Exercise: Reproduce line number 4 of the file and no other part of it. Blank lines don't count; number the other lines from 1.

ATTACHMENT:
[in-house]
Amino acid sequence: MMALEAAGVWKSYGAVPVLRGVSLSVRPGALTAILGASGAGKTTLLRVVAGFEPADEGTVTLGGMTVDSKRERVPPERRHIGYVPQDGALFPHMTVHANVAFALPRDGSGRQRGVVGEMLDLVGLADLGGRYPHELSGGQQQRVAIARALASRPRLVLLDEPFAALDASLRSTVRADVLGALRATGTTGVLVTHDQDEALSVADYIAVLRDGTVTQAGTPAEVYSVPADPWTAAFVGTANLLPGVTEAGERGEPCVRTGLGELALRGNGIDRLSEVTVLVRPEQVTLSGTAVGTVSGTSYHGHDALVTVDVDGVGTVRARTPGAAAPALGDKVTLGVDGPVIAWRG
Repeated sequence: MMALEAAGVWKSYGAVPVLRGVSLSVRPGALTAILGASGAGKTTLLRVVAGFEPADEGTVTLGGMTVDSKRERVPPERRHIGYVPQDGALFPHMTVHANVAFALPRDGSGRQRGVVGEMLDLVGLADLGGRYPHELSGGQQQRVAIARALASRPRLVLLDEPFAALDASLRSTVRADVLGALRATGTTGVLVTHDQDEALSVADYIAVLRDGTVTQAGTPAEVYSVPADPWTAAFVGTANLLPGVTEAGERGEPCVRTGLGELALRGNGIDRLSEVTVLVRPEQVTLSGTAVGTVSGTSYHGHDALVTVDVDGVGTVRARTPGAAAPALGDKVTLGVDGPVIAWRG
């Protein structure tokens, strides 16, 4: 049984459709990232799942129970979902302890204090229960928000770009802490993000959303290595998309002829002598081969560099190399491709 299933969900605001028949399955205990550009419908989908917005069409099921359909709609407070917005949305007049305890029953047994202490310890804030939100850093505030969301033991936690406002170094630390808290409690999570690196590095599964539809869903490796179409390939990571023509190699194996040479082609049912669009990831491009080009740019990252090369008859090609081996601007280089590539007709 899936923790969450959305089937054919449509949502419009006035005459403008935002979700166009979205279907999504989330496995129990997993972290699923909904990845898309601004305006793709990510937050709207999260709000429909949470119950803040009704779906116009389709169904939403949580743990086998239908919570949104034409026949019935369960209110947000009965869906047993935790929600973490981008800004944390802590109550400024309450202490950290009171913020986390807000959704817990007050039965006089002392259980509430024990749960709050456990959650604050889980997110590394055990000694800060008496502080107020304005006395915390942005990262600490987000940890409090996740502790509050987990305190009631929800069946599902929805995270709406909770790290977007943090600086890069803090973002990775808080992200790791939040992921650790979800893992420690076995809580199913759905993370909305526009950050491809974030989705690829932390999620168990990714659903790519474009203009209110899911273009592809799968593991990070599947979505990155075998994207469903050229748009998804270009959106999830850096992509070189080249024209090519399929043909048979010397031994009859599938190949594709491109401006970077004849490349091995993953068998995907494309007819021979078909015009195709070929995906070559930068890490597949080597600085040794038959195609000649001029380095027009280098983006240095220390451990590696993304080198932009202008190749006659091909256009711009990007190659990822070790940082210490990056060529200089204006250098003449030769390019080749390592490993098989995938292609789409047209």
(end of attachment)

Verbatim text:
């Protein structure tokens, strides 16, 4: 049984459709990232799942129970979902302890204090229960928000770009802490993000959303290595998309002829002598081969560099190399491709 299933969900605001028949399955205990550009419908989908917005069409099921359909709609407070917005949305007049305890029953047994202490310890804030939100850093505030969301033991936690406002170094630390808290409690999570690196590095599964539809869903490796179409390939990571023509190699194996040479082609049912669009990831491009080009740019990252090369008859090609081996601007280089590539007709 899936923790969450959305089937054919449509949502419009006035005459403008935002979700166009979205279907999504989330496995129990997993972290699923909904990845898309601004305006793709990510937050709207999260709000429909949470119950803040009704779906116009389709169904939403949580743990086998239908919570949104034409026949019935369960209110947000009965869906047993935790929600973490981008800004944390802590109550400024309450202490950290009171913020986390807000959704817990007050039965006089002392259980509430024990749960709050456990959650604050889980997110590394055990000694800060008496502080107020304005006395915390942005990262600490987000940890409090996740502790509050987990305190009631929800069946599902929805995270709406909770790290977007943090600086890069803090973002990775808080992200790791939040992921650790979800893992420690076995809580199913759905993370909305526009950050491809974030989705690829932390999620168990990714659903790519474009203009209110899911273009592809799968593991990070599947979505990155075998994207469903050229748009998804270009959106999830850096992509070189080249024209090519399929043909048979010397031994009859599938190949594709491109401006970077004849490349091995993953068998995907494309007819021979078909015009195709070929995906070559930068890490597949080597600085040794038959195609000649001029380095027009280098983006240095220390451990590696993304080198932009202008190749006659091909256009711009990007190659990822070790940082210490990056060529200089204006250098003449030769390019080749390592490993098989995938292609789409047209």